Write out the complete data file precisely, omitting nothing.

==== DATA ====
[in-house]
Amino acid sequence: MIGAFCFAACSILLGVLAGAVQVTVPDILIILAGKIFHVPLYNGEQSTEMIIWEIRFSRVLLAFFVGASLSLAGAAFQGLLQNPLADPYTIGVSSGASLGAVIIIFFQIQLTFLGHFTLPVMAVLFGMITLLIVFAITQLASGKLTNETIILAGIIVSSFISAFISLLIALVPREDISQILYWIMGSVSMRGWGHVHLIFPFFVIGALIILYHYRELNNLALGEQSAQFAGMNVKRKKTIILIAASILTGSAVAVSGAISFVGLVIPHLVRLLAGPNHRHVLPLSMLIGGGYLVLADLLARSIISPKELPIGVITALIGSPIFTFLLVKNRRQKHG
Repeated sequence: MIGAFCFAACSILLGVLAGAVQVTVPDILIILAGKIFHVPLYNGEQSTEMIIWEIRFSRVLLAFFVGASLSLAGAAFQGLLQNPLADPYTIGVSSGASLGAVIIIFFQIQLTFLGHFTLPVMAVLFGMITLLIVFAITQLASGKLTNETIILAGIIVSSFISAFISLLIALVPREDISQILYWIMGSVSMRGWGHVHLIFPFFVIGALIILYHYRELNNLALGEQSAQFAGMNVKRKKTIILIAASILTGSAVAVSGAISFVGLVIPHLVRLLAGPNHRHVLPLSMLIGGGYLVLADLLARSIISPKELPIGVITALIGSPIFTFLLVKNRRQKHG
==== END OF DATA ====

[in-house]
Amino acid sequence: MIGAFCFAACSILLGVLAGAVQVTVPDILIILAGKIFHVPLYNGEQSTEMIIWEIRFSRVLLAFFVGASLSLAGAAFQGLLQNPLADPYTIGVSSGASLGAVIIIFFQIQLTFLGHFTLPVMAVLFGMITLLIVFAITQLASGKLTNETIILAGIIVSSFISAFISLLIALVPREDISQILYWIMGSVSMRGWGHVHLIFPFFVIGALIILYHYRELNNLALGEQSAQFAGMNVKRKKTIILIAASILTGSAVAVSGAISFVGLVIPHLVRLLAGPNHRHVLPLSMLIGGGYLVLADLLARSIISPKELPIGVITALIGSPIFTFLLVKNRRQKHG
Repeated sequence: MIGAFCFAACSILLGVLAGAVQVTVPDILIILAGKIFHVPLYNGEQSTEMIIWEIRFSRVLLAFFVGASLSLAGAAFQGLLQNPLADPYTIGVSSGASLGAVIIIFFQIQLTFLGHFTLPVMAVLFGMITLLIVFAITQLASGKLTNETIILAGIIVSSFISAFISLLIALVPREDISQILYWIMGSVSMRGWGHVHLIFPFFVIGALIILYHYRELNNLALGEQSAQFAGMNVKRKKTIILIAASILTGSAVAVSGAISFVGLVIPHLVRLLAGPNHRHVLPLSMLIGGGYLVLADLLARSIISPKELPIGVITALIGSPIFTFLLVKNRRQKHG